Sonuga-Barke, E. J., and Castellanos, F. X. (2007). Spontaneous attentional fluctuations in impaired states and pathological conditions: a neurobiological hypothesis. Neurosci. Biobehav. Rev. 31, 977–986. doi: 10.1016/j.neubiorev.2007.02.005
Sutherland, M. T., Carroll, A. J., Salmeron, B. J., Ross, T. J., Hong, L. E., and Stein, E. A. (2013). Down-regulation of amygdala and insula functional circuits by varenicline and nicotine in abstinent cigarette smokers. Biol. Psychiatry 74, 538–546. doi: 10.1016/j.biopsych.2013.01.035
Sutherland, M. T., McHugh, M. J., Pariyadath, V., and Stein, E. A. (2012). Resting state functional connectivity in addiction: lessons learned and a road ahead. Neuroimage 62, 2281–2295. doi: 10.1016/j.neuroimage.2012.01.117
Tonstad, S., Tonnesen, P., Hajek, P., Williams, K. E., Billing, C. B., and Reeves, K. R. (2006). Effect of maintenance therapy with varenicline on smoking cessation: a randomized controlled trial. JAMA 296, 64–71. doi: 10.1001/jama.296.1.64
Torrubia, R., Avila, C., Molto, J., and Caseras, X. (2001). The Sensitivity to Punishment and Sensitivity to Reward Questionnaire (SPSRQ) as a meausre of Bray's anxiety and impulsivity dimensions. Pers. Individ. Dif. 31, 837–862. doi: 10.1016/S0191-8869(00)00183-5
Umhau, J. C., Memenan, R., Schwandt, M. L., Singley, E., Lifshitz, M., Doty, L., et al. (2010). Effect of acamprosate on magnetic resonance spectroscopy measures of central glutamate in detoxified alcohol-dependent individuals. Arch. Gen. Psychiatry 67, 1070–1077. doi: 10.1001/archgenpsychiatry.2010.125
van Wageningen, H., Jorgensen, H. A., Specht, K., and Hugdahl, K. (2010). A 1H-MR spectroscopy study of changes in glutamate and glutamine (Glx) concentrations in frontal spectra after administration of memantine. Cereb. Cortex 20, 798–803. doi: 10.1093/cercor/bhp145
Weissman, D. H., Gopalakrishnan, A., Hazlett, C. J., and Woldorff, M. G. (2005). Dorsal anterior cingulate cortex resolves conflict from distracting stimuli by boosting attention toward relevant events. Cereb. Cortex 15, 229–237. doi: 10.1093/cercor/bhh125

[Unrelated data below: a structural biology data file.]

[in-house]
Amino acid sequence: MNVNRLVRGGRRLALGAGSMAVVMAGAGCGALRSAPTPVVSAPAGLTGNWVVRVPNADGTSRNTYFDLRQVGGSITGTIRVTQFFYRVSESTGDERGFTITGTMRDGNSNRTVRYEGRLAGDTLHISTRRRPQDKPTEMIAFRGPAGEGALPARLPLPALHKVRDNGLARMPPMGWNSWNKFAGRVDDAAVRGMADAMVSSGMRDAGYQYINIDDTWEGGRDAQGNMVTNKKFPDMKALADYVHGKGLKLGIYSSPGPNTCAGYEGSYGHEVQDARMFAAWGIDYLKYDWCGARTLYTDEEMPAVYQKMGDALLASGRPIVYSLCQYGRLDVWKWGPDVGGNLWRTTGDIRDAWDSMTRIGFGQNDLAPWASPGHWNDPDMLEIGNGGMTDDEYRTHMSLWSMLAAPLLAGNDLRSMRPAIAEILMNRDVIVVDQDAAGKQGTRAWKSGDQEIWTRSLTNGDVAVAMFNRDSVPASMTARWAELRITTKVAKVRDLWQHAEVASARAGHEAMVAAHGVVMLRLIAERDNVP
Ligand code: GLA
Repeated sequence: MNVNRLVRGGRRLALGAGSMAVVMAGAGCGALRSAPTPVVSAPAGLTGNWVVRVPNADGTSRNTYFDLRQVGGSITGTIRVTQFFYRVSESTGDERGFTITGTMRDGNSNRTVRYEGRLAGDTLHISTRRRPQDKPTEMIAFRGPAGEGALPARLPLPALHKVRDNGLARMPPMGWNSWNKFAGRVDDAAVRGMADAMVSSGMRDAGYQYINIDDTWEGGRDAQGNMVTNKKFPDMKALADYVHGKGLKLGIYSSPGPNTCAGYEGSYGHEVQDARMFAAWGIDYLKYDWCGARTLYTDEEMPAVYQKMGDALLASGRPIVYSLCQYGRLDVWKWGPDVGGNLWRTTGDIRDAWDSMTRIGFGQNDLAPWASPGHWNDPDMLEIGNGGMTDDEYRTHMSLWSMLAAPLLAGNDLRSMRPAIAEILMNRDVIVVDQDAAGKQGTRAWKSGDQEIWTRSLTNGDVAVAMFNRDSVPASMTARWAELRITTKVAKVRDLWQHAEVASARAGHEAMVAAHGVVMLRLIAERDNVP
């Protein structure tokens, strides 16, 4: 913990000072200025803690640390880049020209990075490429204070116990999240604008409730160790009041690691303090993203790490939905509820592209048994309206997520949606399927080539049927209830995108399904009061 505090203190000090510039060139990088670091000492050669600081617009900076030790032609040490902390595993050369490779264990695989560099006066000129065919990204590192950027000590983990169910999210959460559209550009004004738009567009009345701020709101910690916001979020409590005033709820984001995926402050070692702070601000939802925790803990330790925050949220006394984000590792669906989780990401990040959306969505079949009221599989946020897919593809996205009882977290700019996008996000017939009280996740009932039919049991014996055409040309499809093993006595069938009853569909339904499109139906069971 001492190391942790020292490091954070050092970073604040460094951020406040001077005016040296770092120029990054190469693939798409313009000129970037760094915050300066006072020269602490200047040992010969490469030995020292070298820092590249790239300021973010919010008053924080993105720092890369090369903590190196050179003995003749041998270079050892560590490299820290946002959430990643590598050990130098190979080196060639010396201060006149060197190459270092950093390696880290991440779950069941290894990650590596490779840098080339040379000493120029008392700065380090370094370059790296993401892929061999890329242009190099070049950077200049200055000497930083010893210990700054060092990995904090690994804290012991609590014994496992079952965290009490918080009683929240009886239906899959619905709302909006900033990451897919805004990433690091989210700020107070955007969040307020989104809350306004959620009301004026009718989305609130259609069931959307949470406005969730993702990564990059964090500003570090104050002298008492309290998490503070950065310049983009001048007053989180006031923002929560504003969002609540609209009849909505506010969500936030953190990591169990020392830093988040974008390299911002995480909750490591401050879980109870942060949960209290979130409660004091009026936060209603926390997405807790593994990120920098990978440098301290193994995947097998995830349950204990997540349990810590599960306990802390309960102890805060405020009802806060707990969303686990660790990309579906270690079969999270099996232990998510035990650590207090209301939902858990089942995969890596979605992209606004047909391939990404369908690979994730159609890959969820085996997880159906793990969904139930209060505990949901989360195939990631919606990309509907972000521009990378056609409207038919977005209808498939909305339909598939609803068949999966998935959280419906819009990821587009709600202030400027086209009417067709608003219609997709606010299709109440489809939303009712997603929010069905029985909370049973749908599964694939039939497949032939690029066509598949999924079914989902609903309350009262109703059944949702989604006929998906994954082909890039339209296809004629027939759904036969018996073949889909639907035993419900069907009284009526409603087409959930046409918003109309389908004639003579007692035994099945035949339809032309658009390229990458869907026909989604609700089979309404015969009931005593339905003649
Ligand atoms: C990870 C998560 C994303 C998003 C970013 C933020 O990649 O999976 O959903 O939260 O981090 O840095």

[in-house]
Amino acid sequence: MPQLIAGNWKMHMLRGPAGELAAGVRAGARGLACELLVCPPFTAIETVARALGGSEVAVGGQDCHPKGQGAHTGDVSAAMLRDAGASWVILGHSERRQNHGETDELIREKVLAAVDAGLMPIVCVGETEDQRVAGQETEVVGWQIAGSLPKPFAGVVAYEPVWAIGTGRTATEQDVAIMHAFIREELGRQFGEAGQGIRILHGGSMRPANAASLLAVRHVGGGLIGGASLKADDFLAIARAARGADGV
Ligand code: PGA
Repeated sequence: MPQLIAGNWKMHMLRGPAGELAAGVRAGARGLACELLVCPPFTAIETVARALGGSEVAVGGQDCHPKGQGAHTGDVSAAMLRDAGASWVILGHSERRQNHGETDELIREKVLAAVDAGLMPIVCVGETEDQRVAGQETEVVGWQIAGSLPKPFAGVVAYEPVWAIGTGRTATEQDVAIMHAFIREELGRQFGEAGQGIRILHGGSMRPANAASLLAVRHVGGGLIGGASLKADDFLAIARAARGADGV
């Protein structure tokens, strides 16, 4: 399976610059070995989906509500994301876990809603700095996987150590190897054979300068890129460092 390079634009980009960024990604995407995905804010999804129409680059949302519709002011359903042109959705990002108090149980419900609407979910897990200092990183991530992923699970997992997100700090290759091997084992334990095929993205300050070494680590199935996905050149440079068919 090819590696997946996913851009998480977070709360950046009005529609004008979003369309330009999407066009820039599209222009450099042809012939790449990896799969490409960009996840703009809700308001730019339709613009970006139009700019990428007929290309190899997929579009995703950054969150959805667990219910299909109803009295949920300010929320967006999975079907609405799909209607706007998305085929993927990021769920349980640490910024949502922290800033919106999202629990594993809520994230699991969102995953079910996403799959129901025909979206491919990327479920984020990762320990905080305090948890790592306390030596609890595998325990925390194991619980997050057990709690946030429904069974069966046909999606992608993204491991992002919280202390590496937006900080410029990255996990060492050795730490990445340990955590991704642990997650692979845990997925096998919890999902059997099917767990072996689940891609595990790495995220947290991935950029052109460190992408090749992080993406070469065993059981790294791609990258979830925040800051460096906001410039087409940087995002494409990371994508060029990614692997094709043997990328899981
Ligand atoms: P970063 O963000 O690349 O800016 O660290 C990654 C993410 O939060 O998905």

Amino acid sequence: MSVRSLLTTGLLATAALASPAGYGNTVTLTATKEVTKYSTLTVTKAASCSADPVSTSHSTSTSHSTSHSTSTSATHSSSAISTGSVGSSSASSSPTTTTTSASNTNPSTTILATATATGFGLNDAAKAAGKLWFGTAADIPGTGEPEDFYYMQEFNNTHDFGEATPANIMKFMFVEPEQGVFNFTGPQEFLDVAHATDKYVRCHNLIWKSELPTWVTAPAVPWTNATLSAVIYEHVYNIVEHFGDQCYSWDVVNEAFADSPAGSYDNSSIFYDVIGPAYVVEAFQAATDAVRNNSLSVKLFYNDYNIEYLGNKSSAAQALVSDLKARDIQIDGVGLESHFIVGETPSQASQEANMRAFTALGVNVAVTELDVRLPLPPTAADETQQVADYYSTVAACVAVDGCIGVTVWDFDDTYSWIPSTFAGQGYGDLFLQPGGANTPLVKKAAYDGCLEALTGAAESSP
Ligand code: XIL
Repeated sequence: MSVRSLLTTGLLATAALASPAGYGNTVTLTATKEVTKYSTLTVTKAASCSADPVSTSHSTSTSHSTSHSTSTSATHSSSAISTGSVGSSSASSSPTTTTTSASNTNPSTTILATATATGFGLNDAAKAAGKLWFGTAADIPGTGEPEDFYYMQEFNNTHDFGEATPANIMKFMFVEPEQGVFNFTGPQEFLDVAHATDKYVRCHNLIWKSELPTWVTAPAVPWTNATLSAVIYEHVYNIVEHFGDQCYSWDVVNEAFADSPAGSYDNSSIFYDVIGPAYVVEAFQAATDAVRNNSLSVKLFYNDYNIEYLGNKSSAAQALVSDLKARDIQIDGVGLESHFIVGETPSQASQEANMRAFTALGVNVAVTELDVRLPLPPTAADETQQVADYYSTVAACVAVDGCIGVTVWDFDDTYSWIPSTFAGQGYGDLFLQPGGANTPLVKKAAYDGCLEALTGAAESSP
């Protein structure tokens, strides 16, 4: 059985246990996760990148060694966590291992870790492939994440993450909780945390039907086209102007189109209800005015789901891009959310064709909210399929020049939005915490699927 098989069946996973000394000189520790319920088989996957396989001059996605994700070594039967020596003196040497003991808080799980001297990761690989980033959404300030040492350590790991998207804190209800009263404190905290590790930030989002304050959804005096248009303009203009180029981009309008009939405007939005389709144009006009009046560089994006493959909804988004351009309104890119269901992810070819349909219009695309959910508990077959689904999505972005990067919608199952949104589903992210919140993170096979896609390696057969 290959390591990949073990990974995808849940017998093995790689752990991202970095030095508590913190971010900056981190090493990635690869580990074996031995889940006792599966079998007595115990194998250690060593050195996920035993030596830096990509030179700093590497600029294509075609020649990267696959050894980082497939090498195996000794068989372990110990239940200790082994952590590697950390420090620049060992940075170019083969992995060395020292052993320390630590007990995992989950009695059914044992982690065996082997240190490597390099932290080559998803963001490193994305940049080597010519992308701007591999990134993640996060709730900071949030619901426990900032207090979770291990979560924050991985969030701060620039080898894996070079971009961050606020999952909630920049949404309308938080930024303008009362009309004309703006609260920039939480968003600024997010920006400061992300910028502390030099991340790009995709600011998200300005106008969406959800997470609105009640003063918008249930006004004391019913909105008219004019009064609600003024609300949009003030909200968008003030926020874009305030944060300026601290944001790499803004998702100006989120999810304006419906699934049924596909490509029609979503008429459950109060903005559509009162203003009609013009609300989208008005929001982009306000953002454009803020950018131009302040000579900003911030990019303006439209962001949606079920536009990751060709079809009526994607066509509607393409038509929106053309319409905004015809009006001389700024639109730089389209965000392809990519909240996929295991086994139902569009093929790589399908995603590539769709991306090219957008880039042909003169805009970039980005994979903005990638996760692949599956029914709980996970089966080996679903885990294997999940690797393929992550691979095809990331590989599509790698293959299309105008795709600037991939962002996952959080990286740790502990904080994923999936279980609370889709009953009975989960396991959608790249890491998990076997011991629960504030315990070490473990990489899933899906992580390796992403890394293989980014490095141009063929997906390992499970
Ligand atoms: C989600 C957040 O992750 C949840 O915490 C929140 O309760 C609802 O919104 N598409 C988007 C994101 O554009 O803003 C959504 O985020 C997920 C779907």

Keywords: addiction, smoking, varenicline, fMRI, MRS, PPI, connectivity, nicotine
Citation: Wheelock MD, Reid MA, To H, White DM, Cropsey KL and Lahti AC (2014) Open label smoking cessation with varenicline is associated with decreased glutamate levels and functional changes in anterior cingulate cortex: preliminary findings. Front. Pharmacol. 5:158. doi: 10.3389/fphar.2014.00158
Received: 10 April 2014; Accepted: 18 June 2014;
Published online: 08 July 2014.
Edited by:Adrian Preda, University of California Irvine, USA
Reviewed by:Brett Froeliger, Medical University of South Carolina, USA
Andrea Romigi, University of Rome for Vergata General Hospital of for Vergata, Italy
Vijay Arjun Ramchandani, NIAAA, USA
Copyright © 2014 Wheelock, Reid, To, White, Cropsey and Lahti. This is an open-access article distributed under the terms of the Creative Commons Attribution License (CC BY). The use, distribution or reproduction in other forums is permitted, provided the original author(s) or licensor are credited and that the original publication in this journal is cited, in accordance with accepted academic practice. No use, distribution or reproduction is permitted which does not comply with these terms.
*Correspondence: Adrienne C. Lahti, Department of Psychiatry and Behavioral Neurobiology, The University of Alabama at Birmingham, SC 501, 1530 3rd Ave. S., Birmingham, AL 35294-0017, USA e-mail: email@example.com